Thoughts on Pesah 2020
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On most years, I speak from the pulpit at the end of Arbit on the first night of Pesah, briefly reviewing the various requirements for eating and drinking at the Seder. Finishing the definitions of kazayit and revi’it, I remind everyone that the importance of these shiurim notwithstanding, the primary focus of this night is on the shared involvement of all family members in the reenactment of yessiat Missrayim. In other words, the measurements of the food and drinks do not represent a “means to themselves,” but rather make up the necessary ingredients for an exalted experience. Let us, this year, delve deeper into what that means.
The task of sublimating our human desires into spiritual realities is one of Judaism’s central challenges. Malbim, the great 19th Century exegete, likened our life’s duty to that of the alchemists of old, who sought to transform base metals into precious silver and gold. “Man, throughout his life, must undertake the process of alchemy to change [his physical self] into a transcendent spiritual entity,” he wrote, “This process is achieved through thoughts and actions, for through them, [man] can separate from physicality and become a transcendent spiritual entity.”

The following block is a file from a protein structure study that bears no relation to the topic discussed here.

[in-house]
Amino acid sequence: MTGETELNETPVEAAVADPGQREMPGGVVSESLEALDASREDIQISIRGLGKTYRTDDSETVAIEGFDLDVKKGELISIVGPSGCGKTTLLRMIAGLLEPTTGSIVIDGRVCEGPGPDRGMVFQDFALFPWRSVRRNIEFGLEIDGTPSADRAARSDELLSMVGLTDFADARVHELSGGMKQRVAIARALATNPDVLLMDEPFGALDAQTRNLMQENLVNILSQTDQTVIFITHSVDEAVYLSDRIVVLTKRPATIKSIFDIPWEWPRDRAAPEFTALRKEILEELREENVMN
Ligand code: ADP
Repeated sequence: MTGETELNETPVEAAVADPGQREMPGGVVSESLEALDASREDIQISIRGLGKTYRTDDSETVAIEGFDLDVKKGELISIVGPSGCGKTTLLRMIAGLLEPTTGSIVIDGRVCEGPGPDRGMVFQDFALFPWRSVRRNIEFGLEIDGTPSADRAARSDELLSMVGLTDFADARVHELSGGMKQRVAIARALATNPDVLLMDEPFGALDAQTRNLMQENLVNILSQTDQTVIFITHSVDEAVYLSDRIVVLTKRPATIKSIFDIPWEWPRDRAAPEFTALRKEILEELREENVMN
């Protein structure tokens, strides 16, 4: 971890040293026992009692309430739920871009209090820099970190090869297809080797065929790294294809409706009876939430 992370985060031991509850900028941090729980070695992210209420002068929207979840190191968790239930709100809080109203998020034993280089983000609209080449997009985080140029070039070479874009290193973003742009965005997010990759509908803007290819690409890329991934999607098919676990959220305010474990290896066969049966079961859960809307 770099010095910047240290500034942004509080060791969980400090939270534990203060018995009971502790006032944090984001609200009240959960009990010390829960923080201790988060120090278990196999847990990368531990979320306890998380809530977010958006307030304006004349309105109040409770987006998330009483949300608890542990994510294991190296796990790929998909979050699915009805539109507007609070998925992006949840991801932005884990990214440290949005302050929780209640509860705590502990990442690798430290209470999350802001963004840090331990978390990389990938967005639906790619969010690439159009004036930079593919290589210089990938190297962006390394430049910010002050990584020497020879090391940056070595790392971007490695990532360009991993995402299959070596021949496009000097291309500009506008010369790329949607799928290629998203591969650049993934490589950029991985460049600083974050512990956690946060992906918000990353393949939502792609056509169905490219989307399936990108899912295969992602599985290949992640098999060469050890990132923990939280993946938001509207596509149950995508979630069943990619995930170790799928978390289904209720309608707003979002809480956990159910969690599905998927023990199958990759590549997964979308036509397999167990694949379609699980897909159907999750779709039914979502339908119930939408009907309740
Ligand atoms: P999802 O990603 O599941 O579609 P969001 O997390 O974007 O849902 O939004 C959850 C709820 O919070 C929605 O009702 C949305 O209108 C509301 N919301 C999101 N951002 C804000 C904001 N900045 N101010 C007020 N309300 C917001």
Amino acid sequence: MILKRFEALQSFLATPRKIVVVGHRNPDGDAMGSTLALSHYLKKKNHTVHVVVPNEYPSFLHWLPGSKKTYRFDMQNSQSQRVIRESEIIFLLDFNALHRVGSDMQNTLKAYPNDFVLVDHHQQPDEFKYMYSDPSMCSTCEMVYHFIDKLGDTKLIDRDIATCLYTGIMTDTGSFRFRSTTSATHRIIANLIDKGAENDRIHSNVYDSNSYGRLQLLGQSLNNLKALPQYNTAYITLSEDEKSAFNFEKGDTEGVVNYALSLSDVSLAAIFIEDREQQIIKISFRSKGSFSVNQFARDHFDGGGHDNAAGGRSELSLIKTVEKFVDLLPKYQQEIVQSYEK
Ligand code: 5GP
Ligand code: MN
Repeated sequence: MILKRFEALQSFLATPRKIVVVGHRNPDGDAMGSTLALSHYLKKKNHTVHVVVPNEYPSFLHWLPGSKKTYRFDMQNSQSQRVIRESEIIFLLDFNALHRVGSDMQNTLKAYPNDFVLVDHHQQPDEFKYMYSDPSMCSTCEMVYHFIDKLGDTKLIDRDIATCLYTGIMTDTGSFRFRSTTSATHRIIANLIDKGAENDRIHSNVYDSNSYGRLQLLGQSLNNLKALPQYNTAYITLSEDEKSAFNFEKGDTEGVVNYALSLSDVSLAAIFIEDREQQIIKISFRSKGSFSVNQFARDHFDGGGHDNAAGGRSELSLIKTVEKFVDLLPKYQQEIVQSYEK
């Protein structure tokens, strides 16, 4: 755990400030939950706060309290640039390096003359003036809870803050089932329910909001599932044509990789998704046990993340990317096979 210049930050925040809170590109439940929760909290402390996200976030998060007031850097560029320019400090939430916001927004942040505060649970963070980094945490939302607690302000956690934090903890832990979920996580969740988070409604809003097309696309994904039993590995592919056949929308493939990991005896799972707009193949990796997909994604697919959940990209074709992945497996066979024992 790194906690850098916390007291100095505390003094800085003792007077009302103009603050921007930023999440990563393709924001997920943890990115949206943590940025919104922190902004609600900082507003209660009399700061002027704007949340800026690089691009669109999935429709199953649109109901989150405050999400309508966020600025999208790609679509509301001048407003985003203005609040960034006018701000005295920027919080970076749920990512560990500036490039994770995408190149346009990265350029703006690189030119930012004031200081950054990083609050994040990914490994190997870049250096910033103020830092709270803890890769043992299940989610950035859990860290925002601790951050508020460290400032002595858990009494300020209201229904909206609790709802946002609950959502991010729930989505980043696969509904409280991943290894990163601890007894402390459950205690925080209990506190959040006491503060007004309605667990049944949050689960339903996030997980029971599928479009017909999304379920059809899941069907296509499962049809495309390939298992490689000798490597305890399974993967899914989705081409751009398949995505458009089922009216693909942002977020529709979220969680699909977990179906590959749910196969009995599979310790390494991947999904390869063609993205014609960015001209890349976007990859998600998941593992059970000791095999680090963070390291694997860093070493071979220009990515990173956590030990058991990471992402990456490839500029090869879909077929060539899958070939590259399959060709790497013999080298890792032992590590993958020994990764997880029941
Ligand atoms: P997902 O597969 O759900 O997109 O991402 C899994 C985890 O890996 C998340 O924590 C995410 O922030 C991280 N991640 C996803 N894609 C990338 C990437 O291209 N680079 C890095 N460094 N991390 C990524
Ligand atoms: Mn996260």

It has long been noted that the tunes of many of the traditional Syrian pizmonim were adapted from non-Jewish songs of festivity and passion. In addition to a broader halakhic analysis regarding the permissibility of doing so, several rabbinic authorities pointed to a particular beauty in the transfer of the melodies from a “realm of impurity” to one of “sanctity.”  By channeling tunes once composed in praise of hedonistic passion to a context of divine yearning, many of the Syrian pizmonim characterize this specific ideal of our worldly endeavors.